The Role of Metacognition for Pathological Gamblers with Parkinson's

Please note! This essay has been submitted by a student.

Download PDF

Recent neuroscience research evaluated multiple levels of cognitive and emotional complexity in Parkinson’s Disease patients with Pathological Gambling by combining distinct measurement tools with a multi-method approach. However, no previous studies specifically targeted metacognition in this population. Instead, to differentiate between patients that not only show vulnerable individual differences but might also have a reduced self-awareness could help in developing tailored clinical interventions that give the right space to metacognition.

Essay due? We'll write it for you!

Any subject

Min. 3-hour delivery

Pay if satisfied

Get your price


Between the non-motor features of Parkinson’s Disease (PD), Pathological Gambling (PG) is an Impulse Control Disorder (ICD) that manifests as a dysfunctional behavior characterized by an impairment in decision-making processing (a reward cue sensitivity without a comparable strong emotional reaction for losses), and an “excessive and uncontrollable preoccupation with gambling and the excitement that gambling with increasing risk provides” despite financial losses and social problems. It has been noticed that Pathological Gambling etiology is strongly associates with dopaminergic treatment prescribed to reduce motor symptoms of Parkinson’s Disease, but also to other several risk factors, such as young age, previous history of addiction, high novelty seeking personalities, impulsivity and reward sensitivity individual differences, that turns into a difficulty in monitoring, controlling, updating and modifying in a positive way maladaptive behaviors.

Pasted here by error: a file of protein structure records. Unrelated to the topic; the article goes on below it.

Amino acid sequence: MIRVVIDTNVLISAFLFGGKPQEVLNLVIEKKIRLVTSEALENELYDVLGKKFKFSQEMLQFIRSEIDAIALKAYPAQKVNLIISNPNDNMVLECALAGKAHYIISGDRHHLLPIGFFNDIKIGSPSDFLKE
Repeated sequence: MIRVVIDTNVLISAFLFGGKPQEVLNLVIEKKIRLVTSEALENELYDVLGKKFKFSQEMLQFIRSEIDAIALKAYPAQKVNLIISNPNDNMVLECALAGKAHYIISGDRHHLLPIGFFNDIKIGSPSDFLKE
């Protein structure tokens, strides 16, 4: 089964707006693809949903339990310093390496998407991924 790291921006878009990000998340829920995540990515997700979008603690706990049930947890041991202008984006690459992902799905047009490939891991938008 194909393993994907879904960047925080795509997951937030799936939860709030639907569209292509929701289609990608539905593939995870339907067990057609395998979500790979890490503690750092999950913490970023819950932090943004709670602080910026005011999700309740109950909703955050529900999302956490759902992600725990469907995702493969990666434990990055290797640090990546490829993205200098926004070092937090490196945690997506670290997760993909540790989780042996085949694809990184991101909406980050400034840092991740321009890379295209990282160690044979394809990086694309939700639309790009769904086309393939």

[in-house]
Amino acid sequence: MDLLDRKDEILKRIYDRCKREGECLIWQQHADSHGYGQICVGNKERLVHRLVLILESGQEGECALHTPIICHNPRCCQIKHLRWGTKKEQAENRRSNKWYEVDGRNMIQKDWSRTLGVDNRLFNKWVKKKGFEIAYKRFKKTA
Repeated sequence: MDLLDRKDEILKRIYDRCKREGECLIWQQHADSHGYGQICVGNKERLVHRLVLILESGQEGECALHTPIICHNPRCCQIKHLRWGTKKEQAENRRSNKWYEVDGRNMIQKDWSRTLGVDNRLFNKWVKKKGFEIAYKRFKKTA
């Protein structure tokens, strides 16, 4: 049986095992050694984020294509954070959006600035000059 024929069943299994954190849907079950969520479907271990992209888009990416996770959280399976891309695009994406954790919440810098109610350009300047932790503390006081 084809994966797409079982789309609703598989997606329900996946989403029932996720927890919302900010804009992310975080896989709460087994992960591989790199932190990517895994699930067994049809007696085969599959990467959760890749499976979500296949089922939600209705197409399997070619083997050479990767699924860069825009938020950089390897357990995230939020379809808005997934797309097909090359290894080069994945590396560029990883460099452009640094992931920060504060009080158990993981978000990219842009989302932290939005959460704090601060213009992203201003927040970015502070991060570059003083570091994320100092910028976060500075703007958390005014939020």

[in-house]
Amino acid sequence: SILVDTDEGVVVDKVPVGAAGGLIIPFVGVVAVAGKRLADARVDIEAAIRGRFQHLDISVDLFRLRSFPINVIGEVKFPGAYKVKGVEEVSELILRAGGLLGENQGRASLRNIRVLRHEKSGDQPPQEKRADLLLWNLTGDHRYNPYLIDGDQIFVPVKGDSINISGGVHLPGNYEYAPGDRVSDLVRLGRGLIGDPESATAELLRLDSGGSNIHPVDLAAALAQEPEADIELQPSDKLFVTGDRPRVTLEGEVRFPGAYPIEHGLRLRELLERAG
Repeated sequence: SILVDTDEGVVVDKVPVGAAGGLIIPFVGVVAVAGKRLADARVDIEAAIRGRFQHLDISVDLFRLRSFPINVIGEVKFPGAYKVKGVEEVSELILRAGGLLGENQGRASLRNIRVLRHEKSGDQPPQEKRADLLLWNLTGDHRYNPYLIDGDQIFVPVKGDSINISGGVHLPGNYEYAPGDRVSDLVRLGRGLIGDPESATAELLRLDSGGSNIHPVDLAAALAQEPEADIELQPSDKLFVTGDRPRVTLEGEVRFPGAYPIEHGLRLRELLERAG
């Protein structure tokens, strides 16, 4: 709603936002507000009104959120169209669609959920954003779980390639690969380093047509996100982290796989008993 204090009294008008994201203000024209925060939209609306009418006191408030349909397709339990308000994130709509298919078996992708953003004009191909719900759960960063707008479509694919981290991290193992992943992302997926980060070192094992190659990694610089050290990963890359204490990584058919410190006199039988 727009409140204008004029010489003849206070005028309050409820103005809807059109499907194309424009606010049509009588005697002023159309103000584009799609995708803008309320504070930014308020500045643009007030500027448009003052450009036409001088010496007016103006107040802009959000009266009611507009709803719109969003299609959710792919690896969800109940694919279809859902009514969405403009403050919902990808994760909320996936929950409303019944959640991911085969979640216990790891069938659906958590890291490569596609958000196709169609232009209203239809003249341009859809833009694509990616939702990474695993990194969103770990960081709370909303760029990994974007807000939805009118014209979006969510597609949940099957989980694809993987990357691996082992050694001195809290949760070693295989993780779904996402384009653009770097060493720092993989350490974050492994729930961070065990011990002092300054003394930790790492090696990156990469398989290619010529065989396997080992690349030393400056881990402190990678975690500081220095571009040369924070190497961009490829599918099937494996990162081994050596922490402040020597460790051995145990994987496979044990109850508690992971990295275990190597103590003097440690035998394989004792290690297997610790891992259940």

Previous neuroimaging studies highlighted a decreased neural activity in frontal areas (prefrontal cortex and anterior cingulate cortex) involved in decision-making, reward and risk processing, error detection, learning and impulse control in PD patients with PG, and hypothesized that a malfunctioning of these regions could underline a specific deficit in the capability to modify their behavior after unfruitful results, leading patients to maintain their behavior despite negative outcomes. Moreover, a deficit in decision-making processing has been well documented in PD patients with PG. Along with this, a growing amount of studies aimed to examine the cognitive characteristics correlated with ICD in PD: some of them found that this population has preserved cognitive functions, while others found opposite results that indicate a significant positive association between an impairment of executive functions and ICDs.